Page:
Criticisms of Behaviourism
Criticisms of Behaviourism
Education in British Columbia is focusing more on constructivism where students build upon their previous knowledge. Teacher training programs in British Columbia encourage pre-service teachers to avoid rote learning, typical in behaviourism, in favour of problem-solving skills. Also, Beatty (2002) cautions that tasks may become teacher-centered if the behaviourist model is used for instruction.
In the 1960s, behaviourism was not seen to have any benefit to learning and became less popular. (Scheepers, 2000, Wood et al., 2005, Mergel, 1998, Casas, 2002). Furthermore, behaviourism does not develop intrinsic motivation. Rather, the learner is trained to receive immediate feedback and thus is only externally motivated.
In recent years there has been a greater desire to understand brain functioning in relation to motivation, memory and understanding. Behaviourism ignores these internal functions, causing it to have lost popularity (Graham, 2007).
Despite these criticisms of behaviourism, there are still uses for this learning theory today. Behaviourism is still apparent in behaviour therapy as well as in laboratory-based animal learning theory (Graham, 2007).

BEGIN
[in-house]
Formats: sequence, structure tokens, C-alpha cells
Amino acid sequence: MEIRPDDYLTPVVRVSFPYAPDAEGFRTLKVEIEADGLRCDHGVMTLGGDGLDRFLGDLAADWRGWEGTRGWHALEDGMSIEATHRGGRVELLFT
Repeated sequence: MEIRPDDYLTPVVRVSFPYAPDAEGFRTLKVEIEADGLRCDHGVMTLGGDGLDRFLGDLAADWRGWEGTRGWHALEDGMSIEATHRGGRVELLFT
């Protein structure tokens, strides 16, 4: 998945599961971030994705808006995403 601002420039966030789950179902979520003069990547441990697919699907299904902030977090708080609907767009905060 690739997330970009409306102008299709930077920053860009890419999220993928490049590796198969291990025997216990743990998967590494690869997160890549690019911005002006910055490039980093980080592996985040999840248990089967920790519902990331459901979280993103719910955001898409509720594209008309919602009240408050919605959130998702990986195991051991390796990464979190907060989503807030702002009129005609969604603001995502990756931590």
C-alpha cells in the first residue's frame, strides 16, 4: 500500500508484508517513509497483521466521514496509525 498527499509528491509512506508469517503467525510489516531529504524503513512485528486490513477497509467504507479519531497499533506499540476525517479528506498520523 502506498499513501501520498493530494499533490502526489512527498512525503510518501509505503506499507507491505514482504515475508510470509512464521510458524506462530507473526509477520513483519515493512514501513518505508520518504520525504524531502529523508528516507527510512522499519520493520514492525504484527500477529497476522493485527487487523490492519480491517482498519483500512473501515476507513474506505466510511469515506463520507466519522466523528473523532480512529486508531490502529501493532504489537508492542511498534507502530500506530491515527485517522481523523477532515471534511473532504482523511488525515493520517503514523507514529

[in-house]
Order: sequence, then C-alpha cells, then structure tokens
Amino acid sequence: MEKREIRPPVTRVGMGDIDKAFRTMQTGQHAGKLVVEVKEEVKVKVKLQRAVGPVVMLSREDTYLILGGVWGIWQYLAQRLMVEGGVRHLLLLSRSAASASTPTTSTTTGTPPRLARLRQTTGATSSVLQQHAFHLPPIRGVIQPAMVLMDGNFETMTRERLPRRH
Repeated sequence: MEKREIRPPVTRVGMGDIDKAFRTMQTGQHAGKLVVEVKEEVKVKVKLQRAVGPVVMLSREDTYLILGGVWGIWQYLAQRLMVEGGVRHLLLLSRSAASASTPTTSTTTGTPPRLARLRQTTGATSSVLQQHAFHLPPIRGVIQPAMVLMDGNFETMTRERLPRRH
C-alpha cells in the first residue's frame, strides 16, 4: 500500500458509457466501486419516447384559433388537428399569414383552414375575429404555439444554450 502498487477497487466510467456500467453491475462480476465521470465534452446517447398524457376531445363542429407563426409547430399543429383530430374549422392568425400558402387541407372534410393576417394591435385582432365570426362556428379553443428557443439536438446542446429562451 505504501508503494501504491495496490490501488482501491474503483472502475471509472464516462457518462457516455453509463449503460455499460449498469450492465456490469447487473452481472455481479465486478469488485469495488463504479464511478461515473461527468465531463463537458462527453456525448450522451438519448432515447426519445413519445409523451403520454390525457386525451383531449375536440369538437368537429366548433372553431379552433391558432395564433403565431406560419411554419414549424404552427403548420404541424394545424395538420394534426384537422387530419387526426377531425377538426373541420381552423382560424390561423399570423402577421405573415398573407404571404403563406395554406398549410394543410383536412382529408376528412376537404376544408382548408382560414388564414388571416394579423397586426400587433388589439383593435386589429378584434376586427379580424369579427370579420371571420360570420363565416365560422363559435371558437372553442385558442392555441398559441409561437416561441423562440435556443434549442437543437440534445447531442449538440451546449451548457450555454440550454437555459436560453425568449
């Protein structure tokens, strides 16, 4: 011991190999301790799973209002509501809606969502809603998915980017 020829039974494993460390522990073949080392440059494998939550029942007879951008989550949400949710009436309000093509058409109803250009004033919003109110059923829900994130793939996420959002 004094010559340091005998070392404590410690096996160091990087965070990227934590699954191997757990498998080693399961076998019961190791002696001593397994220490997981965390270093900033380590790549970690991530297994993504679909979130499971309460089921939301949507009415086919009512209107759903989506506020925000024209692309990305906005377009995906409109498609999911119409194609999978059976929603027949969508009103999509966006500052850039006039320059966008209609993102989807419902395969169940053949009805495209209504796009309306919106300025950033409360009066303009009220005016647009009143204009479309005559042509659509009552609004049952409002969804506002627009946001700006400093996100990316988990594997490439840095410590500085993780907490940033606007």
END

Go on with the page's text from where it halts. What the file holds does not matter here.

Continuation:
Beatty, K. (2002). Describing and enhancing collaboration at the computer. Canadian Journal of Learning and Technology, 28. Retrieved February 20, 2007 from http://www.cjlt.ca/content/vol28.2/beatty.html
Casas, M. (2002). The use of Skinnerian teaching machines and programmed instruction in the United States 1960-1970. Unpublished doctoral dissertation, Harvard University, 1997. (ERIC Document Reproduction Service No. ED 469942).
Eysenck, H.J. (1972). Encyclopedia of Psychology. New York: Continuum International Publishing Group.
Graham, G. (2007). Behaviorism. The Stanford Encyclopedia of Philosophy. Retrieved January 27, 2008 from, http://plato.stanford.edu/archives/fall2007/entries/behaviorism/
Mergel, B. (1998). Instructional design & learning theory. Retrieved February 18, 2007 from http://www.usask.ca/education/coursework/802papers/mergel/brenda.htm#Behaviorism
Myers, D. G. (1995). "Psychology: Fourth Edition". New York: Worth Publishers.
Scheepers. D. (2000). Learning theories: Behaviorism. Retrieved February 18, 2007 from http://hagar.up.ac.za/catts/learner/2000/scheepers_md/projects/loo/theory/behavior.html
Wolman, Benjamin B. (1973). Handbook of General Psychology. New Jersey: Prentice Hall, Inc.
Wood S.D., Zaientz, J.D., Holt, L.S., St Amant, R., Healey, C., Ensley, M., and Strater, L. (2005). Model–based automated visualization for enhanced situation awareness. United States Army Research Institute for the Behavioral and Social Sciences. Retrieved February 18, 2007, from http://www.hqda.army.mil/ari/pdf/CR2006-02.pdf